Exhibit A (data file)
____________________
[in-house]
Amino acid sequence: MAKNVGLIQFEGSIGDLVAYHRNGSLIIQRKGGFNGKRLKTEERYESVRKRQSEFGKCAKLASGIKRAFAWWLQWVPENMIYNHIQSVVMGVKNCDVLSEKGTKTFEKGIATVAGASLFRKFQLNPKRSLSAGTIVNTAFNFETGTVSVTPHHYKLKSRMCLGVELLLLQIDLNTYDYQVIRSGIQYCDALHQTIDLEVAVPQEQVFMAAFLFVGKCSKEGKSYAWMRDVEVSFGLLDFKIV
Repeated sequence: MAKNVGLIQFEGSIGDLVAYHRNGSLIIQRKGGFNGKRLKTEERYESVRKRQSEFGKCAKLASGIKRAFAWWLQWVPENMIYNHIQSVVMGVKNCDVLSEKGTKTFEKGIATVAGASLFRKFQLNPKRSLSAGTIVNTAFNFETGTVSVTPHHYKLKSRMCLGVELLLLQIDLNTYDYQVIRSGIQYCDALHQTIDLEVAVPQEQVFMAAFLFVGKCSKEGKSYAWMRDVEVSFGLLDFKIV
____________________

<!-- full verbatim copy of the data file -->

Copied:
[in-house]
Amino acid sequence: MAKNVGLIQFEGSIGDLVAYHRNGSLIIQRKGGFNGKRLKTEERYESVRKRQSEFGKCAKLASGIKRAFAWWLQWVPENMIYNHIQSVVMGVKNCDVLSEKGTKTFEKGIATVAGASLFRKFQLNPKRSLSAGTIVNTAFNFETGTVSVTPHHYKLKSRMCLGVELLLLQIDLNTYDYQVIRSGIQYCDALHQTIDLEVAVPQEQVFMAAFLFVGKCSKEGKSYAWMRDVEVSFGLLDFKIV
Repeated sequence: MAKNVGLIQFEGSIGDLVAYHRNGSLIIQRKGGFNGKRLKTEERYESVRKRQSEFGKCAKLASGIKRAFAWWLQWVPENMIYNHIQSVVMGVKNCDVLSEKGTKTFEKGIATVAGASLFRKFQLNPKRSLSAGTIVNTAFNFETGTVSVTPHHYKLKSRMCLGVELLLLQIDLNTYDYQVIRSGIQYCDALHQTIDLEVAVPQEQVFMAAFLFVGKCSKEGKSYAWMRDVEVSFGLLDFKIV